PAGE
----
WPP CEO Mark Read wrote an internal letter published on LinkedIn yesterday which addressed the police killing of George Floyd in Minneapolis on May 25, systemic racism and his commitment to taking action within WPP, as well as pushing for change outside the organization.
“WPP’s purpose is to build better futures for our people, clients and communities. We can’t be true to our purpose without supporting our Black colleagues, or without acknowledging their pain and the injustices they continue to face. Racism has no place in society and no place at WPP,” opened the “Supporting Our Black Communities” message.
“The killing of George Floyd and other racially motivated incidents have created a wave of hurt, outrage and protest. They should not, however, have come as a shock—they are only the latest manifestations of the systemic unfairness and prejudice that Black people have to contend with day in, day out, throughout their lives,” states the post.
Read then explains that the message follows WPP’s first “‘safe room” town hall for U.S. staff, which was hosted by head of culture Judy Jackson and featured panelists from across the company, adding, “It will not be our last.”
With about 1,000 WPP employees taking part, it provided them the chance to “process recent events, share thoughts, fears and reactions, and discuss actions we can take to address inequalities.” Another session will follow on Thursday for those who were unable to join, Read said, adding that similar events will be held in other countries in the future as well.
Saying that he was “deeply moved by the heartfelt contributions of the panelists and candid comments from participants,” Read added, “It is shameful that members of the Black community still feel they do not fully belong in our industry, and as a leader of that industry I have to accept my responsibility for that situation—and my responsibility to change it.”
Read referenced participants who voiced how important it was for leaders to check in on people right now and for everyone to voice support for the Black community.
“What is equally clear, though, is that voicing support and acknowledging the issue is not sufficient,” Read said. “Our focus needs to be on action—and not just today,” referencing a panelist who voiced concerns about what would happen once the issue was out of the news cycle.
To that end, Read announced the formation of the global WPP Inclusion Council, which will advise Read and the WPP executive committee. The WPP Inclusion Council will be tasked with “developing a coherent approach that each of our agencies can follow, so that we can track progress centrally and ensure that it extends across WPP.” Read acknowledged that this was just an initial step, adding that WPP needs to take further “fundamental and concrete action if we are truly to create change,” while citing “racially diverse leadership teams at the top of the organization” as a key goal.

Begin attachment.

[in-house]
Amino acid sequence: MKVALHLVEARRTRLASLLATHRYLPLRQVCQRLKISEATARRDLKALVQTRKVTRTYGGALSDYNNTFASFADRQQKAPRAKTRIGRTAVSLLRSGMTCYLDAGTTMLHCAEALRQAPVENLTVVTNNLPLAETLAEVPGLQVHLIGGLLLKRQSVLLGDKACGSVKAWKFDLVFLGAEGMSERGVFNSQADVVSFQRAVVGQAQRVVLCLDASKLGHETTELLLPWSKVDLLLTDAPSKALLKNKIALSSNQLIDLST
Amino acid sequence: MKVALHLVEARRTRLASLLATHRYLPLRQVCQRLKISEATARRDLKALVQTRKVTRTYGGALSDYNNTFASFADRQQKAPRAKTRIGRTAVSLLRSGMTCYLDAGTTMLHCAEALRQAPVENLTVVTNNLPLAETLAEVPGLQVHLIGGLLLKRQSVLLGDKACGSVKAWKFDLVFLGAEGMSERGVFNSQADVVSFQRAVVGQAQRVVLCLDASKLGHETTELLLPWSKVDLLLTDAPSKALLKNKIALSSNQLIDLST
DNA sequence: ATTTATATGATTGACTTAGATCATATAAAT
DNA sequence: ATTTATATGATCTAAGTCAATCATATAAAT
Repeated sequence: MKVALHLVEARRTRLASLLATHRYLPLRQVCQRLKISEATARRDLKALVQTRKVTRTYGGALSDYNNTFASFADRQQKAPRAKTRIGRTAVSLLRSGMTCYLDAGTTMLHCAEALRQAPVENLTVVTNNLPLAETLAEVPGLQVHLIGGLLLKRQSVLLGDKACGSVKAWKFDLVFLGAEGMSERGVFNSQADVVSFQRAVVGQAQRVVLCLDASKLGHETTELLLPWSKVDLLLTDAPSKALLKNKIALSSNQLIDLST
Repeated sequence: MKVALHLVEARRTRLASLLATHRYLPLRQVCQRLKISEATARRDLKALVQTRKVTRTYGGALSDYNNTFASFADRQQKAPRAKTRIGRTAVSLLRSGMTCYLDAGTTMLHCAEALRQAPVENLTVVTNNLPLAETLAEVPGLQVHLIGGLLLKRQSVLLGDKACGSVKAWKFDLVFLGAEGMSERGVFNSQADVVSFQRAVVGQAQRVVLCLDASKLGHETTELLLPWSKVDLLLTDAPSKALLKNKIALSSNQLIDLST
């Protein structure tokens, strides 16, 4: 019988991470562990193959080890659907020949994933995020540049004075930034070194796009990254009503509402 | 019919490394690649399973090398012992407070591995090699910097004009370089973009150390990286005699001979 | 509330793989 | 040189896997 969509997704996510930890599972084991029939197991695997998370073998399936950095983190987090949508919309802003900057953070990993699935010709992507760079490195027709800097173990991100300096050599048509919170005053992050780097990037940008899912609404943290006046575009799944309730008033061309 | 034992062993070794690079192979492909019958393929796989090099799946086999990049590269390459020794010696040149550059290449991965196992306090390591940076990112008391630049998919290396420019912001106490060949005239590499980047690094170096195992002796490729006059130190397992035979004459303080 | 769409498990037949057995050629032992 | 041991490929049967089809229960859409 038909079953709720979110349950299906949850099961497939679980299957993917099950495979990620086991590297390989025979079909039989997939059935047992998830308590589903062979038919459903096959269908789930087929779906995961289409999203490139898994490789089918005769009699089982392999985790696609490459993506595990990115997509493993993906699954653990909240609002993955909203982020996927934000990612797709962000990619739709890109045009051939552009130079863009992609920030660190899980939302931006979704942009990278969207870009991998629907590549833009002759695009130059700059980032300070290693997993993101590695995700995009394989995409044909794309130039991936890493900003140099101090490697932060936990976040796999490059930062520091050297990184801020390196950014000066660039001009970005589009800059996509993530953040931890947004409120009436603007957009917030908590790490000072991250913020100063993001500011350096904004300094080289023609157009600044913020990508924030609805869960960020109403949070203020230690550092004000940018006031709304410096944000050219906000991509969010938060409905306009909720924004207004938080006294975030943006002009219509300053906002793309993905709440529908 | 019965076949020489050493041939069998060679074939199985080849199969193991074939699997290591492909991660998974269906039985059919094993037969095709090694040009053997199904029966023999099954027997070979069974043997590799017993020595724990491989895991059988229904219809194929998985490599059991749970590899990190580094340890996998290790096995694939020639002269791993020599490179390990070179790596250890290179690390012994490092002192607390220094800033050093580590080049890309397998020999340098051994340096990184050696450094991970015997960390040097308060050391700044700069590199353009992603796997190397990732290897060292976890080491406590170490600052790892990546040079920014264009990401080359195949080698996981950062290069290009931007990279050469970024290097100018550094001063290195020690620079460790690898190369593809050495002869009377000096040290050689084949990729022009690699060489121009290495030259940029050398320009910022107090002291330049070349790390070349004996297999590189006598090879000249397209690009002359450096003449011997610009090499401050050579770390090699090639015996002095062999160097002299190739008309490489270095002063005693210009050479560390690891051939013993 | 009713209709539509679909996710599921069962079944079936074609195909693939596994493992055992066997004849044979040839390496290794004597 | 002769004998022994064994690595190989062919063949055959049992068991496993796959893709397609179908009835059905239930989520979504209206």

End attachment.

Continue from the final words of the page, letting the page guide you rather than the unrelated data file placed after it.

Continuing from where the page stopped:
“The global Inclusion Council will not be a siloed ‘HR’ initiative but the basis for a set of commitments that will apply throughout the company and for which leaders will be held accountable,” Read stressed, noting that it will build on the experience of WPP’s U.K. Inclusion Board led by country manager Karen Blackett, who also serves as the U.K. Government’s Race at Work champion.
Read added that WPP has a broader role to play beyond its organization as well, through its work with clients, citing a “responsibility to make sure our work never feeds prejudice, and an opportunity to tell the stories of inclusion that educate, enlighten and inspire.” He said that he is writing to the CMOs of major WPP clients to stress the holding company’s commitment to action and ask what more they can do together. He also cited a need to be “good neighbors to the communities in which we live and work” and announced upcoming work from cross-agency teams in Chicago and Detroit addressing inequities associated with the coronavirus pandemic.
Read called on employees to email him with any questions, suggestions or comments, or speak to agency leadership or people teams. He concluded by saying, “I do not pretend to have all the answers, but I am committed to building a culture of belonging at WPP, and to redoubling our efforts with our people, our clients and our communities to make a difference.”
Read became the latest holding company CEO to share messaging around issues of racism sparked by the recent police killings of George Floyd, Breonna Taylor and others.
Michael Roth sent out an internal memo on Monday discussing IPG’s responsibility to fight systemic racism, after previously touching on the subject in a message otherwise devoted to IPG’s reopening strategy last Friday.
Omnicom CEO John Wren sent out an internal memo the same day, addressing “recent acts of racism against diverse communities” and specifically referencing the police killing of George Floyd as well as a racist incident in New York’s Central Park involving Omnicom employee Christian Cooper.
A video message from Publicis Groupe CEO Arthur Sadoun was criticized by some employees for failing to adequately address racism. Last Friday, IPG Mediabrands CEO Daryl Lee also dedicated an internal memo to addressing racism, police brutality and its impact on employees.